In today’s article I present a type of photography that perhaps you have heard from afar, or you have been afraid to approach it, or you have tried it but you have stayed with the intention. This is conceptual photography. A type of photography that can be a very wide field although however extensive it may be, all the works have a clear common denominator, expressing an idea, a concept.
This seems so complex, it is not if you know how to carry it out. That’s why today I’ll tell you in a few simple keys so you can achieve your first concept photography. And that, instead of getting frustrated and throwing in the towel, you want to keep trying. If you don’t, let it be because it doesn’t go with you, you don’t like the experience and you are more of another type of photographic genre. But let it not be because you don’t know where to start or how to execute. That’s why we are in the Photographer’s Blog ;).
What is conceptual photography?
If we say landscape photography, well, it’s easier, but if we talk about artistic photography, for example, or concept photography As it is in this case, things get a bit complicated, right? It seems that the limits are less clear and the concepts can get confused or mixed. So you don’t get lost, a direct definition to the point: conceptual photography is one that aims, with an image, to convey a generally abstract idea.
“Half Full” (by Jordi Larroch)
Currents within conceptual photography
It could be said that there are two types of currents within this discipline:
The one who tries to message be the most clear and universal possible. The idea is that everyone who looks at the photograph understands the message immediately and without misunderstanding. In this type of photography, the messages are clear, with simpler images, without distractions.
«Time» (by Jordi Larroch) Another current that sends more subjective messages with more complex ideas that leave possible interpretations open for the viewer to draw their own conclusions. In this case, the risk is greater, since the viewer may not understand the message or even not even see that there is an underlying message. Here, the photographs can be more complex, with more symbols or even more overloaded with elements.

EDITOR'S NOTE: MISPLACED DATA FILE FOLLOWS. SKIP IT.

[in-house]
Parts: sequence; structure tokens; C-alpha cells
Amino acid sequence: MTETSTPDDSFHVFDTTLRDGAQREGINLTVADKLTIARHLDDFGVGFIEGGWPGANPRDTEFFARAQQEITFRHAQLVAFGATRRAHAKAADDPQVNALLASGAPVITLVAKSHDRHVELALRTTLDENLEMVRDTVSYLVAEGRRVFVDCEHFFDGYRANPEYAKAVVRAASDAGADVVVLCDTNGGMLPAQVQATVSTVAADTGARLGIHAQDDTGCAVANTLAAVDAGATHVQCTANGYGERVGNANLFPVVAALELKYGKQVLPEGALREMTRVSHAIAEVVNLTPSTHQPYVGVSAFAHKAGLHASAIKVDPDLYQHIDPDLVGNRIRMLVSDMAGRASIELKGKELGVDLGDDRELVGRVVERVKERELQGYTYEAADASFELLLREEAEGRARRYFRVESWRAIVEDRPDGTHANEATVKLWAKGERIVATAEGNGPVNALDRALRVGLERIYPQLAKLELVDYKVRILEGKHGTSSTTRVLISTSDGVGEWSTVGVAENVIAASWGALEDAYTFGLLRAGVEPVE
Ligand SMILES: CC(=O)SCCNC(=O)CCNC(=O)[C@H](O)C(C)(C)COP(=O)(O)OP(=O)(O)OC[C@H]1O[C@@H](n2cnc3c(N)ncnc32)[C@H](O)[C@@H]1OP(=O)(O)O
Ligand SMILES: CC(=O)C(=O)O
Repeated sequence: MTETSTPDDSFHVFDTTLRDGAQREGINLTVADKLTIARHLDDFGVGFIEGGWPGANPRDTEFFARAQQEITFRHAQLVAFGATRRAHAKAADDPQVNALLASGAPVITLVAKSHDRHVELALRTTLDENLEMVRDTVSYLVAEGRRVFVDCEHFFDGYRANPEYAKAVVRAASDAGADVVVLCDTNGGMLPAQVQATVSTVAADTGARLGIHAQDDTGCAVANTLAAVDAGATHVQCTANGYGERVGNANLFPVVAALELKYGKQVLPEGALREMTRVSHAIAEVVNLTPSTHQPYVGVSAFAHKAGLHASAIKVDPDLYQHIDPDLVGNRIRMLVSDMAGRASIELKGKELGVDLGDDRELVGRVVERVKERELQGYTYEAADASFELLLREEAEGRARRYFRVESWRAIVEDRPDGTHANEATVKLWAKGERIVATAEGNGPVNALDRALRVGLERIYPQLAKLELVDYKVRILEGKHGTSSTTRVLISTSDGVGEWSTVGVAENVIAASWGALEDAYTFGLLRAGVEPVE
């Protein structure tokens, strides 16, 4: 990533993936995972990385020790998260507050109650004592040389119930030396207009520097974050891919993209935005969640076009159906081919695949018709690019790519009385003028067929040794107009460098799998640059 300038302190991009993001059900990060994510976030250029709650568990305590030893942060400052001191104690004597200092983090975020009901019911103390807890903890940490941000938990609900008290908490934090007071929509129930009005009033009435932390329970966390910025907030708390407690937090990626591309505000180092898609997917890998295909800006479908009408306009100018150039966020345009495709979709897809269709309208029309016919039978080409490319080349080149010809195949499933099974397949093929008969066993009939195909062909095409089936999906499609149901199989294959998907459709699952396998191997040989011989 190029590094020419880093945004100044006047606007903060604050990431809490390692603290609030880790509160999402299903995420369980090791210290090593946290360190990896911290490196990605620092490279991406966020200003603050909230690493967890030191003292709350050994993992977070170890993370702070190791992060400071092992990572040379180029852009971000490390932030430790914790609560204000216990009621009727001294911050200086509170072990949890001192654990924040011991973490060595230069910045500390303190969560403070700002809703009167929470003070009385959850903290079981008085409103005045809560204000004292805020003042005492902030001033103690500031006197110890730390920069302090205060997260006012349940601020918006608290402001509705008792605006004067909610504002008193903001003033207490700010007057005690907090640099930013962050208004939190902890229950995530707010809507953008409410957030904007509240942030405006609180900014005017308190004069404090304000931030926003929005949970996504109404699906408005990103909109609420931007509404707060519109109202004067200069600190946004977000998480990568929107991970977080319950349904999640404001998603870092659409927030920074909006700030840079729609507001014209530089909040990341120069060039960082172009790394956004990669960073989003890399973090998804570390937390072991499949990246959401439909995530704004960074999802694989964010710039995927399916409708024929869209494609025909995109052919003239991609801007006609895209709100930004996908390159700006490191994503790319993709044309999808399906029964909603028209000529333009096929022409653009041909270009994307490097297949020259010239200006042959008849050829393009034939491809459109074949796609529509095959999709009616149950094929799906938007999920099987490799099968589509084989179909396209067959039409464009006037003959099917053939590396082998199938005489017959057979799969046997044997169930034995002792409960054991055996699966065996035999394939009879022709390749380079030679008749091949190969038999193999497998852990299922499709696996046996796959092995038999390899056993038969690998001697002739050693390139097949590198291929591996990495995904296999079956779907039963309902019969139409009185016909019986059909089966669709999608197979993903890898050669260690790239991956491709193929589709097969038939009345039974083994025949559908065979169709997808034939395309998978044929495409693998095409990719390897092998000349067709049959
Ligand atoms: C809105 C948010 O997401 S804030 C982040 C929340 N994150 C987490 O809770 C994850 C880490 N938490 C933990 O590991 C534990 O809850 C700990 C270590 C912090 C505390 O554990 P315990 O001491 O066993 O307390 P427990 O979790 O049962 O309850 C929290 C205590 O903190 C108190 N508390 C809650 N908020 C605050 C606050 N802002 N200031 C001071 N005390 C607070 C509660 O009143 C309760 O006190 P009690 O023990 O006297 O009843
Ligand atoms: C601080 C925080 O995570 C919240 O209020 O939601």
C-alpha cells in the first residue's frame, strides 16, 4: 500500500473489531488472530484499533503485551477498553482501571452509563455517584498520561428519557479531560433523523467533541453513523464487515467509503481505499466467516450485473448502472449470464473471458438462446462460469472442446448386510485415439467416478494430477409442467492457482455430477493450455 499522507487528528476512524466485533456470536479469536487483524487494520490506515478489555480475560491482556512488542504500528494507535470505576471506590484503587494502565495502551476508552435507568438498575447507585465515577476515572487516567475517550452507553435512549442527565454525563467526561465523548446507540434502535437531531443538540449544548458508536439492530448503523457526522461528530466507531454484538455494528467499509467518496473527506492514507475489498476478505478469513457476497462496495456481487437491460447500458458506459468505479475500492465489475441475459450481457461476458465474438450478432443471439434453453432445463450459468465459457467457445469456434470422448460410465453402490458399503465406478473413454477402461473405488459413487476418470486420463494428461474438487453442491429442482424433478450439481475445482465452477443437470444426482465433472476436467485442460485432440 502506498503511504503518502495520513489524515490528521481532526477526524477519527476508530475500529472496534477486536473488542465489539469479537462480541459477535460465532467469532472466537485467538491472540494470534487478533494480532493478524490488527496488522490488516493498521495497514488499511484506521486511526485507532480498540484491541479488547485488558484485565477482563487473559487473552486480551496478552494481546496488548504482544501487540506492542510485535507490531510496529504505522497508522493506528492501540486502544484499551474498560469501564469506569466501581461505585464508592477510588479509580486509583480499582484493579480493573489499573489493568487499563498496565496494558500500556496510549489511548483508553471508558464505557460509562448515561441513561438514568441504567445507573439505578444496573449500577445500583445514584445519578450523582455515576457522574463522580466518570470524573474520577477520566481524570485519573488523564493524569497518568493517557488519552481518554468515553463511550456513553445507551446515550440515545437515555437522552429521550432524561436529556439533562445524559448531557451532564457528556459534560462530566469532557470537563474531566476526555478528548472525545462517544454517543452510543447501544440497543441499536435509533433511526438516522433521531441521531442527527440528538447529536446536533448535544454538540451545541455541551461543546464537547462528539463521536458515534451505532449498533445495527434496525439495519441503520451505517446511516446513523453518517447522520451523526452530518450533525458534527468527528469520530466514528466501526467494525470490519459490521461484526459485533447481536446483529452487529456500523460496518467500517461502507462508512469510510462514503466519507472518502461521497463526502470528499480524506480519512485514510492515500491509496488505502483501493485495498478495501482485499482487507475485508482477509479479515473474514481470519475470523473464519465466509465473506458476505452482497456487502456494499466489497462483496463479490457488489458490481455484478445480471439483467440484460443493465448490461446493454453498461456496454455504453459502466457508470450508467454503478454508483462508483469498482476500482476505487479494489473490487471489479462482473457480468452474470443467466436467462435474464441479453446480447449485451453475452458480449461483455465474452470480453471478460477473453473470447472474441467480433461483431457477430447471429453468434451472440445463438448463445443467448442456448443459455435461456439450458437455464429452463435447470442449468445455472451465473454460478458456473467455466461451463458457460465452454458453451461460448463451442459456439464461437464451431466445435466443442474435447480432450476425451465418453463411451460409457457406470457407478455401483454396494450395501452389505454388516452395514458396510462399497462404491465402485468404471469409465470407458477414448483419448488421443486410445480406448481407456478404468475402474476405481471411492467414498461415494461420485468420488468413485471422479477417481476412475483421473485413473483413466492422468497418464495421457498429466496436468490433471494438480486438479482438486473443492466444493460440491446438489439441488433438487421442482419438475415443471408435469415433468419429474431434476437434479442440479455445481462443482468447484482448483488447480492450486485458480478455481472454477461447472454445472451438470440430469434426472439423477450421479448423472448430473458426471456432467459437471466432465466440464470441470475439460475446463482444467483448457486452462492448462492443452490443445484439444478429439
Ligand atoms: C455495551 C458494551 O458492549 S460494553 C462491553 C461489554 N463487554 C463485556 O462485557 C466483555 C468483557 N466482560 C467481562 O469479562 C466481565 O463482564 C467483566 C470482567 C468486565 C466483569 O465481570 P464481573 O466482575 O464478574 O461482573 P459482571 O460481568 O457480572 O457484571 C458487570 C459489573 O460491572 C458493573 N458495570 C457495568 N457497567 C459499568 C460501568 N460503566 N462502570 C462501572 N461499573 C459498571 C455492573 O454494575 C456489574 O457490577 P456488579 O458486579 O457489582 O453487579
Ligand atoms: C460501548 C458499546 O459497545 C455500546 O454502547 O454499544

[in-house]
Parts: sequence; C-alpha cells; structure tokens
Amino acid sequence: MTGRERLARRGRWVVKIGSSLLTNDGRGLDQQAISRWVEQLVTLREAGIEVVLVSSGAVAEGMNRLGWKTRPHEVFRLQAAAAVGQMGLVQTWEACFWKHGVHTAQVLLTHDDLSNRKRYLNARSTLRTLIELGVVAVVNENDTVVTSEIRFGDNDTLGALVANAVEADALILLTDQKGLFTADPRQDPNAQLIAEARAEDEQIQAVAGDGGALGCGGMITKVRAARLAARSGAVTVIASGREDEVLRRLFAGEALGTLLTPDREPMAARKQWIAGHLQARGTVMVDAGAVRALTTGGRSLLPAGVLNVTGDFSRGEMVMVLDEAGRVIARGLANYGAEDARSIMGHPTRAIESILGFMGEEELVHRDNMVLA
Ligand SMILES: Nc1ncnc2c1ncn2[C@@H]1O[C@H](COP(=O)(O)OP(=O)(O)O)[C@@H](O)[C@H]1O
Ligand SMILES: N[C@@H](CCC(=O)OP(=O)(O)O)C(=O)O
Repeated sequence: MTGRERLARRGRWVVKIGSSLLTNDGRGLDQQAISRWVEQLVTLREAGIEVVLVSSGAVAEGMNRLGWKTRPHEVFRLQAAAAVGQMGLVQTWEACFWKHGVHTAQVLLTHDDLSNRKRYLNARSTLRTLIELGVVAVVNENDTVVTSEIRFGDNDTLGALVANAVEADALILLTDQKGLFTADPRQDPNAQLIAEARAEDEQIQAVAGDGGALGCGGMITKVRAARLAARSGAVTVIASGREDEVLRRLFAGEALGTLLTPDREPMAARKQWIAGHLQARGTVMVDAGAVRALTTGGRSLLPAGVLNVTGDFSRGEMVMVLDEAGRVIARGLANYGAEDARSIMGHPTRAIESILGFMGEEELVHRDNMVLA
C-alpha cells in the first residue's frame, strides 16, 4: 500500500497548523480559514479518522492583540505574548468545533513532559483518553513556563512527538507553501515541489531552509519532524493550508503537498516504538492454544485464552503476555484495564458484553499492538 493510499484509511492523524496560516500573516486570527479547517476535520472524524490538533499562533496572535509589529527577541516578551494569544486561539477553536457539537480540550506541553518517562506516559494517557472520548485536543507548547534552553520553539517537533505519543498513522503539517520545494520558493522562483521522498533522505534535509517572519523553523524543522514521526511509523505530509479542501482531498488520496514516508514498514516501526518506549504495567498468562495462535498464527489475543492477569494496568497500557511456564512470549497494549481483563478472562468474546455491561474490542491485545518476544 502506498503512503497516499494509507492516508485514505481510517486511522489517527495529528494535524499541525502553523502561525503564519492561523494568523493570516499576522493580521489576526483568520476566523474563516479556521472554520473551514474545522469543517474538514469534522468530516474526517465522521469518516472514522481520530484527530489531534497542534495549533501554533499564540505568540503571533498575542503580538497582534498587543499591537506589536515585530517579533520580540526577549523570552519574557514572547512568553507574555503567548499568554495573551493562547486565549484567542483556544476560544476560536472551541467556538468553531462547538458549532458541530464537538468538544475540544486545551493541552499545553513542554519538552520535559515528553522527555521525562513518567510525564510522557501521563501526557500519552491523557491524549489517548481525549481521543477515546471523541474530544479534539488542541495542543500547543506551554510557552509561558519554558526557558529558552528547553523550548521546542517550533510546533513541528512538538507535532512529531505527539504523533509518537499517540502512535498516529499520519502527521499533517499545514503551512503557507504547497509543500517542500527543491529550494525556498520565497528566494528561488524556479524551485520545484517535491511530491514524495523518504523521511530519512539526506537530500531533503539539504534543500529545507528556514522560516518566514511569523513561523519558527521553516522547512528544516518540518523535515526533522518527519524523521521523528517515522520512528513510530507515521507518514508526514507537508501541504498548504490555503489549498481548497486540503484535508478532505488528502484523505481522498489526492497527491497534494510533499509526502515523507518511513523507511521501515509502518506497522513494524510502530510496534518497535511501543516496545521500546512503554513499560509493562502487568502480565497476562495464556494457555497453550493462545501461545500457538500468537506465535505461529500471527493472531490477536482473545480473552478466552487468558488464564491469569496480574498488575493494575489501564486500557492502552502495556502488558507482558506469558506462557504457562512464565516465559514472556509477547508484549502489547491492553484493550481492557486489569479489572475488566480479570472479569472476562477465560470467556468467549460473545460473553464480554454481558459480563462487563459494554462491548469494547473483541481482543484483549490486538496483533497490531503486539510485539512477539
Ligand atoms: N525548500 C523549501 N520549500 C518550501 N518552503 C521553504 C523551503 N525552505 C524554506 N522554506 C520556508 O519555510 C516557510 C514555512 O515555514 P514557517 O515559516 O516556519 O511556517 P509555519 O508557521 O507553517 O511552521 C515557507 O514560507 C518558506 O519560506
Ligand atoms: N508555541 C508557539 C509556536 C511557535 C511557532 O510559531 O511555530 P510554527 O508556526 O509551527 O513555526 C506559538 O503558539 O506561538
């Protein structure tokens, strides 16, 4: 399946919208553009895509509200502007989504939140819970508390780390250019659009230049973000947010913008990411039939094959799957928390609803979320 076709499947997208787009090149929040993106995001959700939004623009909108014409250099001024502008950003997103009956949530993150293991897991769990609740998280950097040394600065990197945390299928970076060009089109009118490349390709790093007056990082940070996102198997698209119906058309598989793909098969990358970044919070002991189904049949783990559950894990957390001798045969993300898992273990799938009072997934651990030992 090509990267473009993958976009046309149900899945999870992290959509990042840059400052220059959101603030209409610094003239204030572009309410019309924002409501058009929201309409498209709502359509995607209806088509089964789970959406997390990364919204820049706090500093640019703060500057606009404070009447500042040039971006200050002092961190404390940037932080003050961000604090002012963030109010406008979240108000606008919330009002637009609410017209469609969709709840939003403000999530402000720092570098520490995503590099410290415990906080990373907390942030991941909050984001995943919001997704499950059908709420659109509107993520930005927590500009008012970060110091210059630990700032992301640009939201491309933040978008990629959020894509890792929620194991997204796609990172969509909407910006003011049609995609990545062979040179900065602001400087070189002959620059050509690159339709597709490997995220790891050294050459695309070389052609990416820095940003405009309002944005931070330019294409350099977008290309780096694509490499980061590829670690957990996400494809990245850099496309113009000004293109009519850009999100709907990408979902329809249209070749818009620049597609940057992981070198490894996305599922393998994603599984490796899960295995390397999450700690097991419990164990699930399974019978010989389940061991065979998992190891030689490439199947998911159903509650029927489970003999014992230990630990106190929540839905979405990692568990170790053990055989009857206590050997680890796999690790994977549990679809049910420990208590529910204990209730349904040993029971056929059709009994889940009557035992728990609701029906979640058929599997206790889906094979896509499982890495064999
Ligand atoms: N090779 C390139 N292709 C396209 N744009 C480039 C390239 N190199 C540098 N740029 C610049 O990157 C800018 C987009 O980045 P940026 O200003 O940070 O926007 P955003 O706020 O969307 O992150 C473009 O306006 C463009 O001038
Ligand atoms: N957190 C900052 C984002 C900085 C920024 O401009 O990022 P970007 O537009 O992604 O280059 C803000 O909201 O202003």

Photograph by Gerome Viavant
To get a clearer idea, I definitely recommend that you take a look at the work of Chema Madoz. He is one of the best conceptual photographers in history (and my favorite). His message is clear, direct and his images are prepared but not retouched. You can see here a documentary about his work.
Conceptual Photography Applications
Beyond the artistic connotations that conceptual photography can have due to the fact that it is photography, there are some applications or outlets for this discipline.
Advertising photography. Advertising photography does not only intend to show a product, an object, but also tries to associate that product with a message or idea, from the idea of happiness to that of freedom, to name a few examples. Advertising has a great ally with conceptual photography and makes the most of it.
Image banks. If you are looking to expand your job opportunities as a photographer, you can consider the possibility of creating conceptual images to sell through image banks. These images are used both for advertising and to illustrate articles (such as this or any other type), whether in digital or print media.
Social complaint. Although conceptual photography is very different from documentary photography, it is also used as a social complaint, to portray the society that surrounds us, as a call to reflection.
If you identify with any of these reasons, or you are simply curious or like to experiment and try new photographic styles, I encourage you to continue reading to discover the keys that will help you achieve conceptual photography.
Retouch Yes or no?
Although first of all we will talk about a topic that can be controversial. Many of the conceptual images imply a large dose of manipulation or digital retouching. Now, is it necessary? No, it is not. It could be said that this is one of the most creative and what else requires the imagination of the photographer, because the idea can be conveyed without the need for Photoshop or any other photo retouching program. In fact, I have mentioned it before, the great Chema Madoz, does not achieve his photos with retouching, but with ingenuity. The ingenuity and the imagination they can more than supply a touch-up or photographic manipulation.